Ryan Harrison (tennis)
This article has multiple issues. Please help improve it or discuss these issues on the talk page. (Learn how and when to remove these template messages)(Learn how and when to remove this template message)
Harrison displaying his fiery temper at the 2015 Wimbledon Qualifying
|Country (sports)||United States|
|Residence||Boca Raton, Florida, USA|
May 7, 1992 |
Shreveport, Louisiana, USA
|Height||1.88 m (6 ft 2 in)|
|Plays||Right-handed (two-handed backhand)|
|Highest ranking||No. 43 (July 16, 2012)|
|Current ranking||No. 152 (13 June 2016)|
|Grand Slam Singles results|
|Australian Open||2R (2013)|
|French Open||2R (2013)|
|Wimbledon||2R (2011, 2012)|
|US Open||2R (2010, 2012)|
|Olympic Games||1R (2012)|
|Highest ranking||No. 60 (September 24, 2012)|
|Current ranking||No. 211 (1 February 2016)|
|Grand Slam Doubles results|
|Australian Open||1R (2012, 2013, 2014)|
|French Open||QF (2012)|
|Wimbledon||1R (2011, 2012, 2014)|
|US Open||QF (2012)|
|Davis Cup||SF (2012)|
|Last updated on: 3 February 2016.|
Ryan Harrison (born May 7, 1992) is an American professional tennis player. Part of a new generation of American players, his game fits the pattern, technically and strategically, of previous Nick Bollettieri-trained professionals, relying on a powerful attacking forehand and explosive serve to dominate play from the baseline. Considered a journeyman on the ATP Tour, Harrison reached an ATP ranking high of number 43 on July 16, 2012, but, with the exception of a few weeks' rankings, had fallen out of the top 100 by the middle of 2013. Pegged as the next big star of American tennis after his standout junior career, he has yet to break through in a Grand Slam, losing to top players in key early round matches and unable to reach the third round in any Grand Slam.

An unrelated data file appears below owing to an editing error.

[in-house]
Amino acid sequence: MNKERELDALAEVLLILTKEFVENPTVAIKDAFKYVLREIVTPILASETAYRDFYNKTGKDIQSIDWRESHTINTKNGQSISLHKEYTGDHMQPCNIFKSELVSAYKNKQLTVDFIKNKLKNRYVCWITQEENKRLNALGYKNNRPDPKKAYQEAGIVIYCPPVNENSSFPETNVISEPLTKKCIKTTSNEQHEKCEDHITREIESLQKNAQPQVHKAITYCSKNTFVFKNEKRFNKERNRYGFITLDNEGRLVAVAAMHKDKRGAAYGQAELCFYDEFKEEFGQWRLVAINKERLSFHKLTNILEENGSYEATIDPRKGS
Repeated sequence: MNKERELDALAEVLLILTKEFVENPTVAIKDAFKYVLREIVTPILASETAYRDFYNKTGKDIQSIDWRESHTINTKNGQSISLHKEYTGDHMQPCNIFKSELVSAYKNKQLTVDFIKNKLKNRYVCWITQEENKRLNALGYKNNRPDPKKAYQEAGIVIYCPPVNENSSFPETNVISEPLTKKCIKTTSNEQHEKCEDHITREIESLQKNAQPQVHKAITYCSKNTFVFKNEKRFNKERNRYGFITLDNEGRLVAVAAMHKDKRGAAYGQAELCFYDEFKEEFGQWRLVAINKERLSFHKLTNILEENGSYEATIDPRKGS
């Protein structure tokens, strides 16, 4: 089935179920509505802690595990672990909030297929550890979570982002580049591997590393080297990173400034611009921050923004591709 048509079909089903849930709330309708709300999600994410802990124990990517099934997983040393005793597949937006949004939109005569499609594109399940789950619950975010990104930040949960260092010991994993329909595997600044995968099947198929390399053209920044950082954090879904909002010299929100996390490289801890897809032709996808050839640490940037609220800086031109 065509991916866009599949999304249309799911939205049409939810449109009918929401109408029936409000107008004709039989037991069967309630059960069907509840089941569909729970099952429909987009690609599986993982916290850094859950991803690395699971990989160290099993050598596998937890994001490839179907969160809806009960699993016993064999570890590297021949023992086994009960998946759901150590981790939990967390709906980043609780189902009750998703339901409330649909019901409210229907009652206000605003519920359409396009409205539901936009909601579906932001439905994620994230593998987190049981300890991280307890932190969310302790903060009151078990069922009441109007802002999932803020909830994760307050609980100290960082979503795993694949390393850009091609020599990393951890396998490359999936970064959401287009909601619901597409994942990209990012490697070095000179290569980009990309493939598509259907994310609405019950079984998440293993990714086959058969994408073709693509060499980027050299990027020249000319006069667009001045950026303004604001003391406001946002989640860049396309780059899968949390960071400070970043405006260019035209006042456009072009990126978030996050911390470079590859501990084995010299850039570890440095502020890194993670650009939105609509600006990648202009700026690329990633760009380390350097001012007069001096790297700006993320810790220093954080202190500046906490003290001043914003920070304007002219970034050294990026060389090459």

- 1 Tennis career
- 2 Personal life
- 3 ATP career finals
- 4 Singles performance timeline
- 5 Doubles performance timeline
- 6 Wins over top-10 players
- 7 References
- 8 External links
As a junior Harrison compiled a 60–24 win/loss record in singles, reaching as high as No. 7 in the world (achieved in April 2008).
Junior Slam results:
Before he went to the junior circuit, Ryan trained at the John Newcombe Tennis Ranch in New Braunfels, TX. His first Junior Grand Slam was the 2007 US Open, where as a wildcard, at the age of 15, he lost in the first round to a qualifier. Going into the next Grand Slam, the 2008 Australian Open, he was seeded fourth, and lose to Yang Tsung-hua in the semi-finals. Harrison failed to produce in the next three Grand Slams, losing in the third round of the 2008 French Open, the second round in 2008 Wimbledon, and the third round in the 2008 US Open, a competition in which his younger brother Christian also competed. Although at this point Harrison was only 16, and as such was eligible to play juniors for another two years, it would be his final Junior Grand slam.
All American journeyman Harrison is notable for being the third-youngest player since 1990, after Richard Gasquet and Rafael Nadal, to have won an ATP level match, defeating world no. 130 Pablo Cuevas in the 2008 U.S. Men's Clay Court Championships. Entering the tournament as a qualifier ranked no. 1000, he was only the tenth player in the history of the ATP Tour to have won a match before turning 16. This puts Harrison among an elite group, and makes him the youngest American to accomplish this feat since Michael Chang. Harrison played mainly futures tournaments in order to increase his ranking. Harrison competed in the qualifying tournament for the 2008 Cincinnati Masters, and the 2008 US Open, but lost in the first round in both. Harrison would finish 2008 ranked no. 742 in singles.